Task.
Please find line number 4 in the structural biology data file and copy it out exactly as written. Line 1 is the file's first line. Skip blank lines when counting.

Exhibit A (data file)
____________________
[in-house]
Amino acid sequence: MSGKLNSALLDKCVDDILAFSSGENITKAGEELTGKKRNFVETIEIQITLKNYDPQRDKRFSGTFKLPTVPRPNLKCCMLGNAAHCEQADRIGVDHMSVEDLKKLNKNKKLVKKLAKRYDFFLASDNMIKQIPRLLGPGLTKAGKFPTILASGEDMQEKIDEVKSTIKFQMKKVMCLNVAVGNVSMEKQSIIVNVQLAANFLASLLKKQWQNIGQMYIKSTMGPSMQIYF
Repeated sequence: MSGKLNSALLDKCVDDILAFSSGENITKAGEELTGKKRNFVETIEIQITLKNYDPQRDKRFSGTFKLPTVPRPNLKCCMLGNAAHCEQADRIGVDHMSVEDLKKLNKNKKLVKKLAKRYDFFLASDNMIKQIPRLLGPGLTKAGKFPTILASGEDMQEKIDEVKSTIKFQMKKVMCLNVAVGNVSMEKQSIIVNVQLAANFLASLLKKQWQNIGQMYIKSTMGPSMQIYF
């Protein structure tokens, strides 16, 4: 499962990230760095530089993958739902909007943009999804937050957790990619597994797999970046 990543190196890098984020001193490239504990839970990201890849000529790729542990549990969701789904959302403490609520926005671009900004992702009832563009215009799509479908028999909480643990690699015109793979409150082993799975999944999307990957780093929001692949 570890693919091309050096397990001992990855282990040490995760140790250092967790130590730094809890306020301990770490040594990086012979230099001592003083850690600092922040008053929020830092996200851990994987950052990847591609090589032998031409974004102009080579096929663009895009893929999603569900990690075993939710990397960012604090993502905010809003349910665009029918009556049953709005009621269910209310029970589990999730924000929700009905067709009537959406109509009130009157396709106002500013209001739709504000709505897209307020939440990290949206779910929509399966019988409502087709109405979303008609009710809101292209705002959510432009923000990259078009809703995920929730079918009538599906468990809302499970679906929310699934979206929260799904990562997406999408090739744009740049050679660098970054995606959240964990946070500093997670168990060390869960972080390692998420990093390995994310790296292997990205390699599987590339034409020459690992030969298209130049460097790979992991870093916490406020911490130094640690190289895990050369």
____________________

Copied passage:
């Protein structure tokens, strides 16, 4: 499962990230760095530089993958739902909007943009999804937050957790990619597994797999970046 990543190196890098984020001193490239504990839970990201890849000529790729542990549990969701789904959302403490609520926005671009900004992702009832563009215009799509479908028999909480643990690699015109793979409150082993799975999944999307990957780093929001692949 570890693919091309050096397990001992990855282990040490995760140790250092967790130590730094809890306020301990770490040594990086012979230099001592003083850690600092922040008053929020830092996200851990994987950052990847591609090589032998031409974004102009080579096929663009895009893929999603569900990690075993939710990397960012604090993502905010809003349910665009029918009556049953709005009621269910209310029970589990999730924000929700009905067709009537959406109509009130009157396709106002500013209001739709504000709505897209307020939440990290949206779910929509399966019988409502087709109405979303008609009710809101292209705002959510432009923000990259078009809703995920929730079918009538599906468990809302499970679906929310699934979206929260799904990562997406999408090739744009740049050679660098970054995606959240964990946070500093997670168990060390869960972080390692998420990093390995994310790296292997990205390699599987590339034409020459690992030969298209130049460097790979992991870093916490406020911490130094640690190289895990050369």